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Lethbridge Herald Newspaper Archives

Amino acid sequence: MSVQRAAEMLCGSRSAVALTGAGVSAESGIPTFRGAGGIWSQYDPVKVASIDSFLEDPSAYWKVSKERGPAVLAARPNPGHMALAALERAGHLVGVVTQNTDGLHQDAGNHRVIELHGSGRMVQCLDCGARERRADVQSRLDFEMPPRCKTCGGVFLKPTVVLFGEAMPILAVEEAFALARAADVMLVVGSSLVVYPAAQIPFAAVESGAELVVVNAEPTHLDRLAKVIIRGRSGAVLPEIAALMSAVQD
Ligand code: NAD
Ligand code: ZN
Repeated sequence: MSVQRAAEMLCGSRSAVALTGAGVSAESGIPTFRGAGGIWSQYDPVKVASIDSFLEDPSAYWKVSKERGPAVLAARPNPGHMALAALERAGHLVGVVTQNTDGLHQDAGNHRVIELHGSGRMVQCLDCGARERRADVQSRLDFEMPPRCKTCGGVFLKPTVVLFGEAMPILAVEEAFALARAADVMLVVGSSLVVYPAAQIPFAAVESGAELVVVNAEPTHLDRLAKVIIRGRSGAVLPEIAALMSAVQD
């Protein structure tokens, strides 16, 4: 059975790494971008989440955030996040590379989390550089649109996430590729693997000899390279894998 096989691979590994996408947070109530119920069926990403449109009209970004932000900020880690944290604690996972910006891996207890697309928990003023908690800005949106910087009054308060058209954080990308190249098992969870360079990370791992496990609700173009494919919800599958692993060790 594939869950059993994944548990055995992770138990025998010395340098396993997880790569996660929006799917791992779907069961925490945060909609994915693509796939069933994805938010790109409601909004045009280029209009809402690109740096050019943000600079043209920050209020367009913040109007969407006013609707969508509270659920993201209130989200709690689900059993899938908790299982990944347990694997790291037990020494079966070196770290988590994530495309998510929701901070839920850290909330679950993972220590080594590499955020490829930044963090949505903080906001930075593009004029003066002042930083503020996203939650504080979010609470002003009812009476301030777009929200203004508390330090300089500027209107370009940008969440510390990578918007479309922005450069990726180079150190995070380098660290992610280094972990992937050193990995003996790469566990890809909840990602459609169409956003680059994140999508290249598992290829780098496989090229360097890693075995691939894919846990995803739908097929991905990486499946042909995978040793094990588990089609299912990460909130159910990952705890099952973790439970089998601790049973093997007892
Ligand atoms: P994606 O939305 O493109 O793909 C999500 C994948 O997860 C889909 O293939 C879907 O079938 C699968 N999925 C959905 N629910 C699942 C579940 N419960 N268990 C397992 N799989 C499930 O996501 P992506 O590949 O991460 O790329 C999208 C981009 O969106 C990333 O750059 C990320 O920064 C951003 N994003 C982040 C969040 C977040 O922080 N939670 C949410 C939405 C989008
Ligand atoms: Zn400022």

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Lethbridge Herald, The (Newspaper) - February 27, 1909, Lethbridge, Alberta LETHBRIPGE HSSAIJ) SPECIAL PUBLICITY MJMBEK r COMLDMLE, i.T_ _ pixiuj. is in the eating: of it. and the suitability of the Coaldale district for growing all kinds of farm produce has been demonstrated by the experience of the farmers who are there. These .farmers are known all over Southern Alberta for the marked successes they have had. The Coaldale district ha? not been advertised nor "boomed." It experienced its rapid develop- ment solely as the result of merit. The luxuriant growth of prai- j rie grass looked good to the founder of the district in 1904, and the substantial houses and barns dotting the prairie now shcvr that the district has madej good. The soil is a deep, rich, porous clay loam, with a clay subsoil. It yields the heaviest kind of and owing to the nature of the subsoil and the lay of the land moisture can be well retained. There is no richer soil than that found at Coaldale, Al-j berta. The people are proud of j their little town, and all of themj speak in the most.. confident j terms of its future. If any clis-j trict in the, West has reason to i believe that "We're monarch of! all we survey, our right there isj none to which is so the .-est. .the Coaldale district has, and well may the people be so optimistic. Coaldale is situated 9 miles of Lethbridge on the Crow's ]Nrest branch of the C.P.B., in the centre of a block of 50.000 acres of irrigated land, and is distined to become a very im- portant agricultural point. la the fall of 1904 Rev. B. P. Cokley, father-in-law of H. A. Suggit, came up from Illinois and made arrangements with the A. K. and I. Co. by which, he secured 28 sections of land at Coaldale. A company was form- ed, which had for its object the PUBLIC SCHOOL AT COALDALE. ERECTED IN 1908 colonization of the land purchas- ed. Mr. Suggit was appointed secretary-treasurer of the com- ern state The soil is well acre The American Farming Co., i Church at Lethbridge. Mr. oue of the residents of ;the district, has beeu of great assistance in conducting the ser- vices. Coaldale is now an ap- pointment attached to Leth- bridge Second Methodist church. A suuday school has been or- ganized, and is well attended. Some people in the Eastern and Central States and iu East- ern Canada labor under the im- pression that we live in dugouts uud shacks. We doubt if a 'more modern or up-to-date farm house than Mr. Suggit's can be j found anywhere. Mr, Suggit's house was built last -July, and is modern in every respect, and possesses all con- veniences. There are eight large rooms and a bath room, finished and furnished as nicely as the best. It is heated by hot air, -and it fire place brightens up the drawing room. The Chicago air pressure water system supplies the bathrooms and other rooms i with both hot and cold water.' Mr. Suggit has both local and; long-distance telephone connec- tion, as have several other farm-. ers. He can talk to anyone in: Lethbridge without paying toll. A nicely painted barn on Mr. Siiggit's farm will accommodate twenty-two head of stock. Many: farmers iu the East could re-, ceive suggestions from the con- veniences in Mr. Suggit's build- ings. Mr. Heighes1 Experience Geo. Heighes came to the Coal- JAS. PILLAR'S FARM HOME -T- good interest on this m elevatbr and butther shop. In 1908 C. P: fi. erected a- at Coaldale. and placed "an agfeiLt in 'Bas-'two charge. mails- a day. few .months i. ago'' ter, of Dayton. Ohipj: erecteji a large building" arid iii! a stock of general- .merchandise. Mr. Selfter ,is 'posMasterj. and owns: a ifive vbirfc of tlie yillp-ge. crop i He :but good word's .to "o say of Alberta, tnd thinks His native ..state is.not in it -.as a land of opportunity compared with the province to which he has -come. when A sugar factory will be Coaldale distriet, says.: Mr. Heighes. "Mr stock remain i m reasonable, hard out all winter. I'purchased myilieaded farmers from the North- land at an acre and it'is worth Southern Alberta; compares very favorably with Dakota as a farming country, nnd better results are Mr. Heighes spoke of the class of people in ther community ,andj the high, standard of morality; prevailing; Indeed more pleas- ant social, surroundings could not be found. Irrigated Fanning H. Sugsfitt, wfitiiisr of the being raised in the Leth-jlt is on land similar to ours and District, but when we j produces no crop "that we cannot reasonable, __ hard produce, why then shall our land not be worth as much? We erjected to create a demand for so' inat the soil" suited f or Sincer you, are extolling the Dis- a liuildniff standpoint, tKat a flour mill scion; also. of Another elevator be erected j it might iipt come -amiss to tate tttis .year, and there: is -.a rumor i a facts xjoncenung the agricultural and particularly I July, school sec- i wish tb rspeak of de- tion was formed and a velopment -madie house erected, X This :is a very j ;No' oj weH; equip'pei is, liiqely painted, very neat opened in S. L. Potts in charge. Twen- ty-six pupils "are enrolled; but the seating 'capacity; "will 'accom- It berta has presents a Al- ifreater has School {this district, tonA if anil the last with Miss years to come do1 as much, for us as in 1908 and tKe-two years pre- vious we will have JBO? cause for complaining. Having op- modate v Church services have been held as uetJiL Jieiu. In an irrigated section such'as j at Coaldale from its earliest his- this is, a few years will see thejtory, under the supervision of ..j west- country cut, up into 40 and pastor, "of t the Methodist terest from renting them out. A' man -could upt pay for a farm there in a lifetime from what he can make from the farm. Why on land in Colorado arid cannot in Illinois? The replv is- I alfalfa J while the Illinois farms. are each year becoming more arid i more impoverished.- In the irri- j gated districts of the West they j are becoming richer and raise i crops more abundantly than thev j ever did. The greyest fertilizer [known is Alfalfa {thrives the best in-the dry at- jmosphere of the West under ir- l rigation. We have raised in var- jious parts of Southern- Alberta as high as 60 bu. of wheat per' acre On our irrigated lands af- ter plowing up our alfalfa fields we should raise 100 bushels. Where we are now producing from 10 to 15 tons of sugar beets per acre we will produce from wliere we raise on Alfalfa land, and so with potato- es and all other crops. This is the reason that Irriga- ed lands in this Western Country where we have an abundance of sunshine and plenty of water is the richest farm land to be found on the American continent and in no section of the West are to be found better condiions than those we have right here. s. In speaking thus of irrigated farming it is not my intention to belitle in any manner the farm- ing being carried on in Southern Alberta without irrigation. We used to speak of the two condi- tions as irrigated farming and dry farming, but the 'dry lands' have disappeared. It is now win- ter wheat land. So we have here the two propositions: Farming under irrigation and winter wheat farming, both are success- till, they are simply in different classes. There is no competition between the two. It is beyond all question now that winter wheat can be raised successfully every year without irrigation, and that spring grain does very well. We do not claim that irrigation is an C. H. SEITTER'8 POST OFFICE AND GENERAL STORE absolute necessity in raising any grains. It helps some times, but where the greatest benefit to the country in general comes in is that it permits of a greater range farming. We are not.confine j ed to: the raising of grains. We i will have the richest mixed farm- j'jng country to be found in the West. c- i A man has to have at least j half a section of winder wheat land to do any good. He must jhave lota, of horses and macMn- iery, but a family can make a j good living on ten acres of irri- gated-land. It is true the continent over (that irrigated farming the surest, safest and most profitable means of farming and it is just as true in ,this great, rich Coun- I Our irrigated lands started at per acre in 1905. In J90T a farm partly improved sold for an acre. There are farms in the Coaldale District that could not be bought for mere, 0, oougfit tor western btates. and they can raise as. much alfalfa per acre and year will mark a m ed soil conditions, jand as soon as pur land is in a j ual increase, so we have no canw they were convinced that they j better state of cultivation we wflllto complain for what Southern could raise crops successfully [raise as many tons of sugar beets Alberta has dbmffor our settlers and they have proven that j per acre as they can or as many in this district. Every one is sat- they were making no mistake, bushels of potatoes per acre as j isfied and all agree that Southern I nATT an-fta-riAft TtioT1 I i 11 _ pdrtunity duritig toe past few years, to pllserve conditions j in the West, rlwth in Canada and i They are now satisfied that under j Greely does. T ,p.. JJL v C7t.fc vi.o.i.AL'Vi. 4 T MVtO. I I nAft'1 1O TnA f the Tj'nited regarding! natural conditions, this country have a richer native soil j the North West. Alberta is ,the best country in W. J. ENOCt MftiOENCE, COALDALE. ERfCTED (Ml. FOLLY MODERN HOME ftAMN, Bf LOW I NO TO M A, tuoomr EREOTED tm E. I. lURNETTi FARM IUILDIN Ot EREtitfb'IN IM ;